On the rare instances when Col. Tyler N. “Nick” Hague returns from a day at the office and walks through the door of his own home, the oldest of his two boys occasionally asks, “Daddy, were you in space today?”
Not such a childish question when you consider the actual distance and travel time when Hague finally rides into space aboard a Russian Soyuz rocket in September of 2018.
It will only take him about 12 minutes to arrive in low-Earth orbit from Baikonur Cosmodrome, Kazakhstan, only 249 miles above the planet’s surface. In comparison, Hague traveled two miles farther when he was just a boy of 12; a total of 251 miles from his home in Hoxie, Kansas, to Colorado Springs, Colorado, where he first laid eyes on the place where his journey into space would actually begin – the United States Air Force Academy.
“Growing up in western Kansas, staring up at the sky at night, seeing all those stars, I’ve always wanted to do something involved with space,” said Hague. “I couldn’t find a better program in terms of being able to study astronautical engineering with building actual satellites and doing all that hands on work at an undergraduate level. That just didn’t exist anywhere else at that time and so that was the place I wanted to go.”
He graduated from the academy and was commissioned as a second lieutenant in 1998 and began a 20-year journey that would bring him to the International Space Station to begin a six-month mission as flight engineer on ISS Expedition 57/58.
During this journey, Hague earned a masters degree in engineering from MIT, worked on advanced spacecraft technologies at Kirtland Air Force Base, New Mexico, flight tested at Edwards AFB, California, completed a five-month deployment to Iraq to conduct experimental airborne reconnaissance in 2004, returned to the Air Force Academy to teach astronautics, became an advisor for the U.S. Senate on national defense and foreign policy, served as a congressional appropriations liaison for United States Central Command at the Pentagon and finally as deputy division chief for research and development at the Joint Improvised Explosive Device Defeat Organization before being selected for astronaut training in 2013.
“I applied the first time (to the astronaut training program) in 2003, so it took 10 years and three applications in order to finally get selected,” said Hague. “Twenty years ago could I look at what was going to lie before me and map all of that out that would connect that point to this point? There are all these different opportunities that I would have never been able to line up on my own, but the service in the Air Force has made it possible.”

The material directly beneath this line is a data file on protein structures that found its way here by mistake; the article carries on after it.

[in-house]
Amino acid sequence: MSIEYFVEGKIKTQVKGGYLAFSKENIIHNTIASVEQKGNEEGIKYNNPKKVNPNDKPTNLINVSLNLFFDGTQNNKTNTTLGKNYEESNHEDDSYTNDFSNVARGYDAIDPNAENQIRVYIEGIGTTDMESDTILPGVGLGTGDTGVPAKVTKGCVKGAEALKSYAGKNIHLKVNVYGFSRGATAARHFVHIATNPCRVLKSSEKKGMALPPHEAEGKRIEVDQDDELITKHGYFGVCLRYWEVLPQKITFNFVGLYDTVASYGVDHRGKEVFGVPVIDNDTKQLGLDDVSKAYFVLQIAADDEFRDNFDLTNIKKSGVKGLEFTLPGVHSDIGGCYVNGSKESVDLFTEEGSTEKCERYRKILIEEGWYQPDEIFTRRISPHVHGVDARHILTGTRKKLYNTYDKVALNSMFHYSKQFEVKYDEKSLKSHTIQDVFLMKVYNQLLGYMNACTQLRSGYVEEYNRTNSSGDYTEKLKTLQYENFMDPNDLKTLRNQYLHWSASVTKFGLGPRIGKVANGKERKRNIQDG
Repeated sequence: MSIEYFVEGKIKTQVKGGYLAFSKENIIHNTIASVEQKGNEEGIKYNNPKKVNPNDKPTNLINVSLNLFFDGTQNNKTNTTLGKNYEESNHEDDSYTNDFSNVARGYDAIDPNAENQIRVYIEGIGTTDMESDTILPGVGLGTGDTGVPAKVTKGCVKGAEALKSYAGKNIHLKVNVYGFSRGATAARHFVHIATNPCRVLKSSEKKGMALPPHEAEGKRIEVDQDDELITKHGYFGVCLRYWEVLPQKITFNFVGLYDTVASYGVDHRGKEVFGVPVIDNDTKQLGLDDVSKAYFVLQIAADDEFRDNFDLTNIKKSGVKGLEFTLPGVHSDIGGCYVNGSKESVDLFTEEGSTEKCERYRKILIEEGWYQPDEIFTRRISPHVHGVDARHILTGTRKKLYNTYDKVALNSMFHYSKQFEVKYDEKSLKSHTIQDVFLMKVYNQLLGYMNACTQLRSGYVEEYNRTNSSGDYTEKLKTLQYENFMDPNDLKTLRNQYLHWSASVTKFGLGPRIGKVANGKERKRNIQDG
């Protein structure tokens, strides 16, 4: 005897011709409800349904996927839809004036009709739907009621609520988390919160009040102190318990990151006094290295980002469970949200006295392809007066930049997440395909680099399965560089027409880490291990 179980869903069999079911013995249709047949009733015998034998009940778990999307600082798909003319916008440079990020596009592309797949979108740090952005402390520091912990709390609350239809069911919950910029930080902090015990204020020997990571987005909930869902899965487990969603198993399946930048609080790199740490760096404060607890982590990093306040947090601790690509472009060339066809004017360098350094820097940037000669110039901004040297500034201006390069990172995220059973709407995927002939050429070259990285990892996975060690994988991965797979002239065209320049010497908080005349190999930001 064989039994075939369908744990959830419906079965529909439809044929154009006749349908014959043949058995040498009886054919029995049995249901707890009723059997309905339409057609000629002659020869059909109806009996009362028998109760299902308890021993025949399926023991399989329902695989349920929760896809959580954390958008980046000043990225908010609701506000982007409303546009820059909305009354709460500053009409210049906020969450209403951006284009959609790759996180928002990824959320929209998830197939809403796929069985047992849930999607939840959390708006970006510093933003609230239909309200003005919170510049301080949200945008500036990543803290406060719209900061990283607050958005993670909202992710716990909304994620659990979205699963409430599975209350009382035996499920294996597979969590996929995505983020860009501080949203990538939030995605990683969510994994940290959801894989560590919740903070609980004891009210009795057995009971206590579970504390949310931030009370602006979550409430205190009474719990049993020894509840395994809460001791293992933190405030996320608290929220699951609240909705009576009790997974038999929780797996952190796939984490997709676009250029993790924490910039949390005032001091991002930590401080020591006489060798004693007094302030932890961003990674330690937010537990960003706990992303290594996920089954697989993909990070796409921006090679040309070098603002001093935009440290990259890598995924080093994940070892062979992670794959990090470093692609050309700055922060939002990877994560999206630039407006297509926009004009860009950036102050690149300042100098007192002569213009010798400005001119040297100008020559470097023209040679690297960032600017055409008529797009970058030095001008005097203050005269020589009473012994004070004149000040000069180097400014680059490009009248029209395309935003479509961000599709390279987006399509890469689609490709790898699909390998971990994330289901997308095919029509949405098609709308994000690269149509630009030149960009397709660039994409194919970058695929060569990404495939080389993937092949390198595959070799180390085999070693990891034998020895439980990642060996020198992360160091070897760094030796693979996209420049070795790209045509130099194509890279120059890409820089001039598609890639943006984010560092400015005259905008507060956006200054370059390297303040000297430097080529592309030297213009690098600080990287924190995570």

When he finally received his crew assignment, Hague quickly learned that being an astronaut still means racking up a lot of miles on earth.
In this calendar year of mission training, Hague has logged five flights from Houston to Star City, Russia, where he has spent 33 weeks training on the Russian ISS modules – which make up half of the station – and the Soyuz launch vehicle.
When combined with flights to the European Space Agency training facility in Colon, Germany, and the Japan Aerospace Exploration Agency (JAXA) Tsukuba Space Center north of Tokyo for eight more weeks of training on those agency’s modules this year, Hague is closing on 100,000 miles of travel within the Earth’s atmosphere to prepare for the relatively short commute to ISS.
Much of Hague’s time in Star City is spent training for that 12-minute trip aboard Soyuz into space and the corresponding return trip six months later. A training emphasis that fellow Air Force astronaut Col. Michael Hopkins explains exists for a very good reason.
“The majority of your training will be associated with the ride up and the ride home. We have a two-year training flow and as much as a year of your time during that two years will be spent over in Russia and your time in Russia the majority of that time is being spent on the Soyuz vehicle,” said Hopkins, who has already spent six months aboard ISS in 2013-2014. “But just like airplanes, the critical phase of flight is take off and landing. That’s when if anything goes wrong, when you don’t have that much time to deal with it. Aboard the ISS you usually have days if not weeks to assess and correct a problem.”
The overseas travel has two-week breaks when Hague returns to Houston for training on the US systems and for extravehicular activity (EVA), or spacewalks, and an opportunity to sleep in his own bed for a change. This fierce training and travel tempo is one of the drawbacks for astronauts, as well as their spouses and children.